Sovereign Immunity Prevents Taxpayer From Suing State

Friday, April 17th, 2015

 
 
Texas Department of Revenue
Share
Link
Texas
General

A Texas taxpayer sued the state comptroller after being assessed for unpaid sales tax. The taxpayer claimed that a part of the tax code was unconstitutional and that a tax rule was not authorized. The taxpayer had not gone through the normal administrative process to challenge the assessment. The taxpayer also did not pay the disputed tax or post a bond before suing the state.

The Court of Appeals ruled that the taxpayer's suit should be dismissed. It stated that sovereign immunity did not allow the suit. Sovereign immunity protects a state from lawsuits unless the state legislature agrees to be sued. The legislature does this by creating a law that expressly allows lawsuits against the state. Without such a law, a court must dismiss a suit against the state.

The Texas tax code does allow the state to be sued on tax disputes. However, it only allows (1) suits after a taxpayer has paid tax under protest, (2) suits for injunction after the taxpayer has paid tax or posted a bond, and (3) suits for a refund of paid taxes. The Court stated that these were the only ways a taxpayer could sue to challenge an assessment of a state tax.

The taxpayer did not pay the tax or post a bond, so it could not sue the state over the tax. Because the tax code only allowed suits after a taxpayer had paid or posted a bond, sovereign immunity prevented the taxpayer from suing the state.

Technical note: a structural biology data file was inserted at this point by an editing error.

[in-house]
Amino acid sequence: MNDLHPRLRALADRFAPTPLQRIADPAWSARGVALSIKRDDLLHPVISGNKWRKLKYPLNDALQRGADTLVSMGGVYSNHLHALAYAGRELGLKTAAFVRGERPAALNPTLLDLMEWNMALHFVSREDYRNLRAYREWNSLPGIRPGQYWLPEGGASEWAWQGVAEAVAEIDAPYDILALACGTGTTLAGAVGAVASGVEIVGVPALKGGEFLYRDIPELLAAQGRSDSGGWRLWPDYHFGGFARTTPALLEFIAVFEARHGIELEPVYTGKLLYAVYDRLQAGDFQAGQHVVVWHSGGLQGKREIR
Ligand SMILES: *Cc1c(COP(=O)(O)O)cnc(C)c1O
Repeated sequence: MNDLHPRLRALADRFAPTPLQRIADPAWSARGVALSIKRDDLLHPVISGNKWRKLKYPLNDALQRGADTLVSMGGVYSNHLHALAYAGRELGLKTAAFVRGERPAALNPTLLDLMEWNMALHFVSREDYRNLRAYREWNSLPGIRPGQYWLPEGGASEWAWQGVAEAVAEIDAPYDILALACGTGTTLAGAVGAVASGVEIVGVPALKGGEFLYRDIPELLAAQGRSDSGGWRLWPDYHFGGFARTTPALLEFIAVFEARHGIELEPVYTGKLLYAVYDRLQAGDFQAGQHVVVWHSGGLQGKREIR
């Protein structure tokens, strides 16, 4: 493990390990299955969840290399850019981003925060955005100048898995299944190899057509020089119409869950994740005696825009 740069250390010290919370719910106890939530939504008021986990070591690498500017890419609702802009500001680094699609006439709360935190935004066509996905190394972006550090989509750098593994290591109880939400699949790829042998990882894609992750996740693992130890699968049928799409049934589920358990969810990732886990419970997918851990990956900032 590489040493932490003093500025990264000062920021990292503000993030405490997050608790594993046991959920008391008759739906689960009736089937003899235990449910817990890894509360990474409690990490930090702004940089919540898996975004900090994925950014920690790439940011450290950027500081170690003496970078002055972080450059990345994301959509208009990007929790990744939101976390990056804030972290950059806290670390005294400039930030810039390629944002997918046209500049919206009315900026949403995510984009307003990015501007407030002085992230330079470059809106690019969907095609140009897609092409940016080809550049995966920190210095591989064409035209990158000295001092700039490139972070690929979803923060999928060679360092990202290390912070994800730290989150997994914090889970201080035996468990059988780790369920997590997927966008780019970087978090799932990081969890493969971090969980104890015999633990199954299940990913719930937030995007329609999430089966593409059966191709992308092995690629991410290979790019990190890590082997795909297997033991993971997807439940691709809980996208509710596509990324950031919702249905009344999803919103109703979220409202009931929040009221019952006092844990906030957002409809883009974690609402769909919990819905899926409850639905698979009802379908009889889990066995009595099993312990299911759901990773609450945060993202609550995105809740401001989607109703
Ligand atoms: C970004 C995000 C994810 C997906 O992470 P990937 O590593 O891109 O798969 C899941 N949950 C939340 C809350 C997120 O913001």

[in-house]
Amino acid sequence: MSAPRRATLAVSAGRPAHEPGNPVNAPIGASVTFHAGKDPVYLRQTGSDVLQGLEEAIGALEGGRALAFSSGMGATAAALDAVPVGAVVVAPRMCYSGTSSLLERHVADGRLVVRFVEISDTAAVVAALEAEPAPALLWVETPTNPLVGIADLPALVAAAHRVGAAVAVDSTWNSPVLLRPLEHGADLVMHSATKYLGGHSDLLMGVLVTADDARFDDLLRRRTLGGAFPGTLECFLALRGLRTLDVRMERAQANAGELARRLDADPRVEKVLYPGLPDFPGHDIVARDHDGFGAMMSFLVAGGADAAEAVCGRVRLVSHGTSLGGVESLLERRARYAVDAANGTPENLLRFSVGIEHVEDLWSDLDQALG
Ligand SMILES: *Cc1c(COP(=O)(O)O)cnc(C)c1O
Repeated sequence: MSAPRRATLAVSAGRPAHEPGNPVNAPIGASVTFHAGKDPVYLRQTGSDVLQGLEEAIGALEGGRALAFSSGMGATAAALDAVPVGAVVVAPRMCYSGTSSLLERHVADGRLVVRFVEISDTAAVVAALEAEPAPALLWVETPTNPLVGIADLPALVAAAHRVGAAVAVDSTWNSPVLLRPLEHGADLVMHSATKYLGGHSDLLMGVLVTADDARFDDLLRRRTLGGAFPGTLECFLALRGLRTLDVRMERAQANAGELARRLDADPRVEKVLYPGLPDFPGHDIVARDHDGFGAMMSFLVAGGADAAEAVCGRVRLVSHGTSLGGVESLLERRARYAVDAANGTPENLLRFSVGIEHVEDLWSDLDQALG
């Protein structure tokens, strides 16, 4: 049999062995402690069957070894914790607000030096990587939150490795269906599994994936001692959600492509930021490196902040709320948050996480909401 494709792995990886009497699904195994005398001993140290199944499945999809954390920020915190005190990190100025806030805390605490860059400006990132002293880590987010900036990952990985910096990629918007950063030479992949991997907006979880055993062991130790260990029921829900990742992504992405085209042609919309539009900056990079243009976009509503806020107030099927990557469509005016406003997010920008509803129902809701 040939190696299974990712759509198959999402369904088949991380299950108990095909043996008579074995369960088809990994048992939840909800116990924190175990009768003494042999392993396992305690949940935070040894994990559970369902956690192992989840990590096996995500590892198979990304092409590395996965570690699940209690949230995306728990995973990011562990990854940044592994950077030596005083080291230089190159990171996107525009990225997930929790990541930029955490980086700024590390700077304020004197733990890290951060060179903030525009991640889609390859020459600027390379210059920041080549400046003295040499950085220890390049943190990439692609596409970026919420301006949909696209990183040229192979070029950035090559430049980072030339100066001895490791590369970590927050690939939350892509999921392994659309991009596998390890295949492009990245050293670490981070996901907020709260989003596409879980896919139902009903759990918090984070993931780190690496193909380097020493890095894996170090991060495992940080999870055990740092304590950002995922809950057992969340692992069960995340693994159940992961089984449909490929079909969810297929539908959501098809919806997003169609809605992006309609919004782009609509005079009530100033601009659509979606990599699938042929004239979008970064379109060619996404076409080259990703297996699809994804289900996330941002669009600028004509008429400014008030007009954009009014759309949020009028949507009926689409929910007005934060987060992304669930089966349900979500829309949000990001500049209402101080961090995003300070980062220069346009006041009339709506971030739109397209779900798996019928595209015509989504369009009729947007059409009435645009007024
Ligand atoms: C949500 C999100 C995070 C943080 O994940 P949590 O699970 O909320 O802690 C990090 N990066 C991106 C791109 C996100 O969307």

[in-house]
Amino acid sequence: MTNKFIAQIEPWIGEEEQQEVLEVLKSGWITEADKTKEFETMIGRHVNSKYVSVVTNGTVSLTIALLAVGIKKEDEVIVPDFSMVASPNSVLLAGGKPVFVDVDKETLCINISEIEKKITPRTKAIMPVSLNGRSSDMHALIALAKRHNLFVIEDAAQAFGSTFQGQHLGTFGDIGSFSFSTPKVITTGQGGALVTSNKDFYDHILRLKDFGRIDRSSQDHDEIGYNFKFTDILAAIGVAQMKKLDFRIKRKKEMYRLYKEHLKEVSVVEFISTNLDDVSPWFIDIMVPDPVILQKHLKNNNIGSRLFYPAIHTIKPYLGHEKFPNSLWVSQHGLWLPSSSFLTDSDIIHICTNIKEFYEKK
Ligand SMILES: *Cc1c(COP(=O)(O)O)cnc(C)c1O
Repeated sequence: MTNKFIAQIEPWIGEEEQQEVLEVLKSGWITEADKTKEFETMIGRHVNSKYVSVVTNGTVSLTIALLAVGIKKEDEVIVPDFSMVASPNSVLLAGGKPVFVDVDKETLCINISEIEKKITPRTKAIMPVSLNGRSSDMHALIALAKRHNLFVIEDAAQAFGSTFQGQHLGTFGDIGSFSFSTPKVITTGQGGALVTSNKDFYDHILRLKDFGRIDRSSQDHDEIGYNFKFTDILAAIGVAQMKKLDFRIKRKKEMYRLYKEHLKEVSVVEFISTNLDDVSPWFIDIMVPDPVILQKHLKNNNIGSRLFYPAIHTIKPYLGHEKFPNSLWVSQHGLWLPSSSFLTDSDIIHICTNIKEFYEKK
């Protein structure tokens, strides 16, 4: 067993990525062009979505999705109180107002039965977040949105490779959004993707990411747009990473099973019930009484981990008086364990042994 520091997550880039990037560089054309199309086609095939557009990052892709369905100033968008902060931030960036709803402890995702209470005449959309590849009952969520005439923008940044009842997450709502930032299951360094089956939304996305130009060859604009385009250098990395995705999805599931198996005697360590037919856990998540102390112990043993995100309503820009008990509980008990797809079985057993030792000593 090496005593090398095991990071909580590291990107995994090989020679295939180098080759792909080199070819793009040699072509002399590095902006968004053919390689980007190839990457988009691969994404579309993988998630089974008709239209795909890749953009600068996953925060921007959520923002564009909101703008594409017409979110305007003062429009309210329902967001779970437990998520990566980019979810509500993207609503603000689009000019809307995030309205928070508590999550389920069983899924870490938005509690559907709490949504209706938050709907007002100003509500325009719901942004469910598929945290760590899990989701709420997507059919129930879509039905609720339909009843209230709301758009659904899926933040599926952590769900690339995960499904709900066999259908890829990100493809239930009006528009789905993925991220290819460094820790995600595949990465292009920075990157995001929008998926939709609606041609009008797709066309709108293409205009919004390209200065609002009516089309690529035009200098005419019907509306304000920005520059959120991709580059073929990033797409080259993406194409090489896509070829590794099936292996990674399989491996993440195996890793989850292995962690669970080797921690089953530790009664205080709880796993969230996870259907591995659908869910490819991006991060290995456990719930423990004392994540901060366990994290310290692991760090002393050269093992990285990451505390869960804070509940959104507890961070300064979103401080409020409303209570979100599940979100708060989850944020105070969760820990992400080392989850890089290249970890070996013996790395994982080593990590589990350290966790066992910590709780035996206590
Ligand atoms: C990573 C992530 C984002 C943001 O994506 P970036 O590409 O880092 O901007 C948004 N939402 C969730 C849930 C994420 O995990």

http://www.search.txcourts.gov/SearchMedia.aspx?MediaVersionID=40a41e65-defd-4c12-9f50-ca3530908fee&coa=coa03&DT=Opinion&MediaID=265e0b66-172b-418f-96f9-7d60b280189f


About TTR

Transaction (buying or selling things), Tax (the tax on this activity), Resources (our people, our website, our support services) - TTR, Inc.

TTR has a website that companies subscribe to and use daily. This website provides a list of everything that can be bought or sold in the U.S. It provides simple answers to whether buying or selling these items is taxable (subject to a sales tax or other tax), and it provides all the legal authority to support these tax answers.

TTR likes to keep things simple and fun, which is why it has great people who provide help to clients on any support questions they have about transaction tax issues.

Please visit TTR on the web at www.ttrus.com or call 866.578.8193.

Colorado Waives Penalties for Notice and Reporting...

Monday, February 19th, 2018 -The Colorado Department of Revenue (DOR) released a publication stating that it has agreed to waive penalties ...

Maryland Sales Tax Holiday for Energy Efficient...

Friday, February 16th, 2018 -The Maryland sales tax holiday for energy efficient appliances runs from Saturday, February 17, 2018, at 12:01...

Dental Prostheses Exempt in Michigan

Wednesday, February 14th, 2018 -The Michigan Department of Treasury recently released a publication describing the retroactive exemption for d...

Taxability of Amusement Devices and Video Games in...

Monday, February 12th, 2018 -The Wisconsin Department of Revenue has released guidance addressing the taxability of video games and amuseme...

Video Streaming Subscriptions Taxable in Texas

Friday, February 9th, 2018 -The Texas Comptroller of Public Accounts recently ruled that video streaming and add-on services are taxable a...

Moratorium on Medical Devise Excise Tax Extended Two More...

Wednesday, February 7th, 2018 -The United States Congress extended the moratorium on the Medical Device Excise Tax (MDET) for another two yea...